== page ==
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[hwak, wak] /ʰwæk, wæk/
verb (used with object)
to strike with a smart, resounding blow or blows.
Slang. to divide into or take in shares (often followed by up):
Whack the loot between us two.
verb (used without object)
to strike a smart, resounding blow or blows.
a smart, resounding blow:
a whack with his hand.
Informal. a trial or attempt:
to take a whack at a job.
Slang. a portion or share.
Verb phrases
whack off,
  1. to cut off or separate with a blow:
    The cook whacked off the fish's head.
  2. Slang: Vulgar. to masturbate.
whack out, Slang. to produce quickly or, sometimes, carelessly:
She whacks out a short story every week or so.
out of whack, Informal. out of order or alignment; not in proper condition.
Origin of whack
1710-20; orig. dial., Scots form of thwack; cf. whang2, whittle
Related forms
whacker, noun
5. try, go, turn. Unabridged
Based on the Random House Dictionary, © Random House, Inc. 2015.
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Examples from the Web for whack
Contemporary Examples
Historical Examples
  • After a time we heard the whack of his implement; then after another long time we heard it whack again.

    The Forest Stewart Edward White
  • Virginie had caught her a whack with all her might on her bare arm, just above the elbow.

    L'Assommoir Emile Zola
  • Up flew the poker, and down it descended with a whack, upon—vacancy!

    The Gypsy Queen's Vow May Agnes Fleming
  • But on most of the occasions she only caught some whack for her trouble.

    L'Assommoir Emile Zola
  • You've 'ad your whack out of it, and now we wants to have hourn.

    Castle Richmond Anthony Trollope
British Dictionary definitions for whack


verb (transitive)
to strike with a sharp resounding blow
(usually passive) (Brit, informal) to exhaust completely
(transitive; usu foll by in or on) (informal) to put something on to or into something else with force or abandon: whack on some sunscreen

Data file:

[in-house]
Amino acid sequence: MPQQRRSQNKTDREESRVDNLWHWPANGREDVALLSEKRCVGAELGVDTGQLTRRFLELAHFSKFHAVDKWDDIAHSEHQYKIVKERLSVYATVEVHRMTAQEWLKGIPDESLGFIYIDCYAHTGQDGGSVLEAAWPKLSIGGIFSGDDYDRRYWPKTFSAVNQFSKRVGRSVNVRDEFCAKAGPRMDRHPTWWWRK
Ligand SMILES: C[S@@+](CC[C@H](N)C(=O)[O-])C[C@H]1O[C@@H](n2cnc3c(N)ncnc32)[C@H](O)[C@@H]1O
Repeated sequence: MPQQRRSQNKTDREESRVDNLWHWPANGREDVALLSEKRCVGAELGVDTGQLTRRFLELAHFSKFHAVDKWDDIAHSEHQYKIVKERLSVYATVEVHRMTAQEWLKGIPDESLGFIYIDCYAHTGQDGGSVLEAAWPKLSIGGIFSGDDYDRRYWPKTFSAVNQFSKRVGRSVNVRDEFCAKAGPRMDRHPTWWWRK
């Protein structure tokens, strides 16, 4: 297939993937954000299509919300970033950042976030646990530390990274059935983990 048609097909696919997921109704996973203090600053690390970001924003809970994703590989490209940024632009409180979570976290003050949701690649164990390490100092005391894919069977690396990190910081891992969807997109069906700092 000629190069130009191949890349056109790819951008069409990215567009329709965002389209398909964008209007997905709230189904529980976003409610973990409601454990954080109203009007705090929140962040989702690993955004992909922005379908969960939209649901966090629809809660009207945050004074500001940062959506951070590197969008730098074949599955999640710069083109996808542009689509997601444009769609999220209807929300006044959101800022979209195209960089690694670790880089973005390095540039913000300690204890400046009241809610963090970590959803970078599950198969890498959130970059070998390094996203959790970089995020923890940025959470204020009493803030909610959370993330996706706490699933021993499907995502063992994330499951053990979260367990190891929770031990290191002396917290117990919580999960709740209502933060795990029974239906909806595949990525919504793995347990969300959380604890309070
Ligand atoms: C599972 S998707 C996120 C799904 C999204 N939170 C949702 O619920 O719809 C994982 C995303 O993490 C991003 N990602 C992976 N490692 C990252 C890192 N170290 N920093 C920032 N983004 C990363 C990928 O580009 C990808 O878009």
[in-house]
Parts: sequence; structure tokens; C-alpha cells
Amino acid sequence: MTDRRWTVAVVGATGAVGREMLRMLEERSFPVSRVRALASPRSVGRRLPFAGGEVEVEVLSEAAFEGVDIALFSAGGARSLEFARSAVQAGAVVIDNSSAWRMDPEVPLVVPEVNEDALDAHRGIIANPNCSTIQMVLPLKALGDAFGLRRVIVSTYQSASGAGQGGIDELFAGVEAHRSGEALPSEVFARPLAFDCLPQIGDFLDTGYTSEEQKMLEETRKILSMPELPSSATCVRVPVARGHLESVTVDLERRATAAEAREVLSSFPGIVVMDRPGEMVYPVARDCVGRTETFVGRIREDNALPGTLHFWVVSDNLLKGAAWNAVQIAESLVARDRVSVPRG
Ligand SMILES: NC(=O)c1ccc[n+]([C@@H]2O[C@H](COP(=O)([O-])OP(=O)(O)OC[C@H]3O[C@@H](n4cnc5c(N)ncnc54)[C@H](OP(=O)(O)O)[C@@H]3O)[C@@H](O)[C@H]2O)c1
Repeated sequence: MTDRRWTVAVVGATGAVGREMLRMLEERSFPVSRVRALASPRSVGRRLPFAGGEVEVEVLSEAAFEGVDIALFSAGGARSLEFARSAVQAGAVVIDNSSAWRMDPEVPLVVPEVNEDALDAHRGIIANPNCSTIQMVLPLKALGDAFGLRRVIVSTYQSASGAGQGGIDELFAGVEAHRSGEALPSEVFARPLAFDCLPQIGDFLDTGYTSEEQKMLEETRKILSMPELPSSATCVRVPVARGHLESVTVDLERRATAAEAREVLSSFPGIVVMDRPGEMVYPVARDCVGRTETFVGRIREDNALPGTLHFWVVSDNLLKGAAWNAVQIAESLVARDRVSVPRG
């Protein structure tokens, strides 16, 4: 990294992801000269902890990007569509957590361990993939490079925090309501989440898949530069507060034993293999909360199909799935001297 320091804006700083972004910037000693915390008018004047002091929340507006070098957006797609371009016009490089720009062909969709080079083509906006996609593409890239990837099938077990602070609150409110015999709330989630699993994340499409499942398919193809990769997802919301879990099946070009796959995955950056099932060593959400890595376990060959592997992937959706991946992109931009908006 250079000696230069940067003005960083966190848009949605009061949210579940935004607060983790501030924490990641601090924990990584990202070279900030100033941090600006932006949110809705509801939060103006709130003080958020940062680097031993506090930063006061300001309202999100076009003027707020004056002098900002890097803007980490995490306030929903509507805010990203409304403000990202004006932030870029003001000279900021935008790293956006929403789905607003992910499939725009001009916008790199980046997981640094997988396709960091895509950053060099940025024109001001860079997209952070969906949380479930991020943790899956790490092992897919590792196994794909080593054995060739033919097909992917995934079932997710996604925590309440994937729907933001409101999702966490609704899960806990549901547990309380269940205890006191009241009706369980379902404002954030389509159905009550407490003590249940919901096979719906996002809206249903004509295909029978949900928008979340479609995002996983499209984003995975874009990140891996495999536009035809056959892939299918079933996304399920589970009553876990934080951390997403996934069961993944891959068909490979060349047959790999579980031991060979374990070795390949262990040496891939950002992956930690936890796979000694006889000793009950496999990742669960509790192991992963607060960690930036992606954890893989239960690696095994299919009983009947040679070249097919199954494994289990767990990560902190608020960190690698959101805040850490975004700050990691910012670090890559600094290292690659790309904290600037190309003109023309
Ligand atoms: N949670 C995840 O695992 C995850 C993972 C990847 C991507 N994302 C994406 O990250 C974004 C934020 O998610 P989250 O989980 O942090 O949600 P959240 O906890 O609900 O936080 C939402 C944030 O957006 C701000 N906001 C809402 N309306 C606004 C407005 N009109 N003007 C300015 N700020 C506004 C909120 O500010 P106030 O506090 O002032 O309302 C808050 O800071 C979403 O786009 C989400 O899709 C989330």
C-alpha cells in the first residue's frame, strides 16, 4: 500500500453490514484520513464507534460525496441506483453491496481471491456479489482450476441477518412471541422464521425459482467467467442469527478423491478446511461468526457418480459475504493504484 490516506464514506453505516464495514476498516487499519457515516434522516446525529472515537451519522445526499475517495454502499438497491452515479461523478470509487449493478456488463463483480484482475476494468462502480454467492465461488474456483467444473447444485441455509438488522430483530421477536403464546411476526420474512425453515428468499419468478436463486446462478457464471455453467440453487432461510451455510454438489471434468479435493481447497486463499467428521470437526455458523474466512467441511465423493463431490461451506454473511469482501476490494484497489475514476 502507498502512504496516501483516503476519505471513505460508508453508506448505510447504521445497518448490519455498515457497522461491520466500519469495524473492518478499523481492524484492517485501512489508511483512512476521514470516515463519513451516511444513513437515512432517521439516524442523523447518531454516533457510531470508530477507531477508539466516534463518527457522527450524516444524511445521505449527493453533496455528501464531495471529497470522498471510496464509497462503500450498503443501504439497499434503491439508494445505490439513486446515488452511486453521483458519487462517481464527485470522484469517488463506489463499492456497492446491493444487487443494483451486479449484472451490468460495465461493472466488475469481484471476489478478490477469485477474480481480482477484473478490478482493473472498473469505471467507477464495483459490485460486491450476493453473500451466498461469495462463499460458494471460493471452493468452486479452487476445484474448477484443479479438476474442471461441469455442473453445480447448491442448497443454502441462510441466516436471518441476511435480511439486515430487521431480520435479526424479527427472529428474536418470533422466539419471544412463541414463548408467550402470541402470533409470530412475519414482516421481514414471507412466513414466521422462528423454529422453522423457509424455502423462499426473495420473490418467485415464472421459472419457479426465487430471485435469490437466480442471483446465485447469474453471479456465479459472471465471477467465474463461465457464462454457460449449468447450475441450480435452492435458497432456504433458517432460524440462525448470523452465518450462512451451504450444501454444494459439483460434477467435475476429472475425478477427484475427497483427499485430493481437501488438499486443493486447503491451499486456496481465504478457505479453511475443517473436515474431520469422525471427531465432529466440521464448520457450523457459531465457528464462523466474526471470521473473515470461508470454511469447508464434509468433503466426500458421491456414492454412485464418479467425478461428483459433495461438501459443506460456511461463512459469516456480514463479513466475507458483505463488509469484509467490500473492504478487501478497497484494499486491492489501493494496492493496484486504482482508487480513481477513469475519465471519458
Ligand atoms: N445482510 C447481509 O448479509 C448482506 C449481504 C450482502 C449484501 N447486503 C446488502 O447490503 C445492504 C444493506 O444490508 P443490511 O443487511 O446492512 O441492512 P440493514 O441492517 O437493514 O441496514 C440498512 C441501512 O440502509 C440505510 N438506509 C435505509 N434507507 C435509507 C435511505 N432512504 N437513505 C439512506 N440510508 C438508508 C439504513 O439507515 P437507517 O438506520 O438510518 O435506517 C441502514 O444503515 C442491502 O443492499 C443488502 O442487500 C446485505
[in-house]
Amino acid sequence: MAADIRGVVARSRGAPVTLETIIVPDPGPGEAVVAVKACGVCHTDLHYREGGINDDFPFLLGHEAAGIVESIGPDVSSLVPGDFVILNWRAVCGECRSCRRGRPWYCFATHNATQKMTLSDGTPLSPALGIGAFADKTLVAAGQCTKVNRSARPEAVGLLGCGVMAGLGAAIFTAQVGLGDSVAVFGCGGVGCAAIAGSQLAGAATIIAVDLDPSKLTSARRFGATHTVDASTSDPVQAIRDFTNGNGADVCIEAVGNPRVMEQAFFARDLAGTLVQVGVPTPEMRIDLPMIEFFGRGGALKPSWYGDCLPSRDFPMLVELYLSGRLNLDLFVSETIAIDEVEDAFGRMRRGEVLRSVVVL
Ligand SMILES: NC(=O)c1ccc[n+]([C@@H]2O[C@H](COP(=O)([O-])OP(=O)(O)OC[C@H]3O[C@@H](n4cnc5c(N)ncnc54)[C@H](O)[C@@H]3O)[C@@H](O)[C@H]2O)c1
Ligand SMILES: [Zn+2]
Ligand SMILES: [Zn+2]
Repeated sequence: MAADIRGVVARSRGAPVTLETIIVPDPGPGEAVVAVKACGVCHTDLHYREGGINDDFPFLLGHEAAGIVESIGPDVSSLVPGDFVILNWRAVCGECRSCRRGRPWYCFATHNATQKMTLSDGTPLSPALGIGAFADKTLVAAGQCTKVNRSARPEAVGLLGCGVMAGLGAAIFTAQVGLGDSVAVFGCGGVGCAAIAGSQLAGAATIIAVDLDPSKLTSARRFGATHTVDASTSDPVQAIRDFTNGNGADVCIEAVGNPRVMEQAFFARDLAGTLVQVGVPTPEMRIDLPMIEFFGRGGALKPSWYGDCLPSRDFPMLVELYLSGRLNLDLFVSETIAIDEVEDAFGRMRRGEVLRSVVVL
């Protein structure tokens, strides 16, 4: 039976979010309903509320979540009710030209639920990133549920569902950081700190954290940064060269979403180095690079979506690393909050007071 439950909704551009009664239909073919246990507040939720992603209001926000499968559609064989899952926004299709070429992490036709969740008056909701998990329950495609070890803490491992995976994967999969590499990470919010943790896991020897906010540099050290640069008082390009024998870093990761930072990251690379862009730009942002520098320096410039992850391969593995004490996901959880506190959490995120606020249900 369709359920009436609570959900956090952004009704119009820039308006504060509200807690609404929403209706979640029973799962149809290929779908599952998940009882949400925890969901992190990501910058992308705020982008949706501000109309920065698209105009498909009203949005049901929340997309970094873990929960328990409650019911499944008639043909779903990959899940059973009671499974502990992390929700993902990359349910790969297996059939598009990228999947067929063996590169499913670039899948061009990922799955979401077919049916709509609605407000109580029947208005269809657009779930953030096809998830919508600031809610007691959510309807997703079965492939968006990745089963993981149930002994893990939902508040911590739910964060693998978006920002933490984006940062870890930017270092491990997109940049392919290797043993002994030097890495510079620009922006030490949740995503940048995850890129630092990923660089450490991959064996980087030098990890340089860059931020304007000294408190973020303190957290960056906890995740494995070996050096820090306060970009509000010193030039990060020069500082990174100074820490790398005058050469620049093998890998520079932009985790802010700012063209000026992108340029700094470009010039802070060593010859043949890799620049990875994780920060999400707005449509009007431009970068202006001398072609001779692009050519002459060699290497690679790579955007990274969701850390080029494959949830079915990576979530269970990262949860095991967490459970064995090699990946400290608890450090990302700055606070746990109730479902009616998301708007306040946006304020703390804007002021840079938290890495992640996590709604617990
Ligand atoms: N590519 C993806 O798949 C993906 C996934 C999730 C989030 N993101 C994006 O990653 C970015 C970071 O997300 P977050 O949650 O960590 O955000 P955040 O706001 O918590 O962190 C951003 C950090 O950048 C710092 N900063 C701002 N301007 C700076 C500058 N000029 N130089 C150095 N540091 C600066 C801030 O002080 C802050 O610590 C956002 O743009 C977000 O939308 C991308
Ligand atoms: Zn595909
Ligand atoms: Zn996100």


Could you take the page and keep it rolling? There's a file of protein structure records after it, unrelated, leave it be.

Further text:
(transitive) (US, slang) to murder: if you were out of line you got whacked
a sharp resounding blow or the noise made by such a blow
(informal) a share or portion
(informal) a try or attempt (esp in the phrase have a whack at)
(informal) out of whack, out of order; unbalanced: the whole system is out of whack
an exclamation imitating the noise of a sharp resounding blow
Derived Forms
whacker, noun
Word Origin
C18: perhaps a variant of thwack, ultimately of imitative origin
Collins English Dictionary - Complete & Unabridged 2012 Digital Edition
© William Collins Sons & Co. Ltd. 1979, 1986 © HarperCollins
Publishers 1998, 2000, 2003, 2005, 2006, 2007, 2009, 2012
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Word Origin and History for whack

"to strike sharply," 1719, probably of imitative origin. The noun is from 1737. The word in out of whack (1885) is perhaps the slang meaning "share, just portion" (1785), which may be from the notion of the blow that divides, or the rap of the auctioneer's hammer.

Online Etymology Dictionary, © 2010 Douglas Harper
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Slang definitions & phrases for whack



To do the ''vogueing'' dance or performance: She vogued in the West Village. Disappeared in San Diego with a porn filmmaker/ commenced vogueing official International Body-Building Federation poses. Such brazen posing! (1980s+)



The human brain: Slip a microchip into snug contact with your gray matter (a.k.a. wetware)/ wetware: the human brain and its DNA code (1980s+ Computer)

The Dictionary of American Slang, Fourth Edition by Barbara Ann Kipfer, PhD. and Robert L. Chapman, Ph.D.
Copyright (C) 2007 by HarperCollins Publishers.
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whack in Technology

According to arch-hacker James Gosling, to "...modify a program with no idea whatsoever how it works." (See whacker.) It is actually possible to do this in nontrivial circumstances if the change is small and well-defined and you are very good at glarking things from context. As a trivial example, it is relatively easy to change all "stderr" writes to "stdout" writes in a piece of C filter code which remains otherwise mysterious.
[Jargon File]

The Free On-line Dictionary of Computing, © Denis Howe 2010
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Idioms and Phrases with whack


In addition to the idioms beginning with whack
The American Heritage® Idioms Dictionary
Copyright © 2002, 2001, 1995 by Houghton Mifflin Company. Published by Houghton Mifflin Company.
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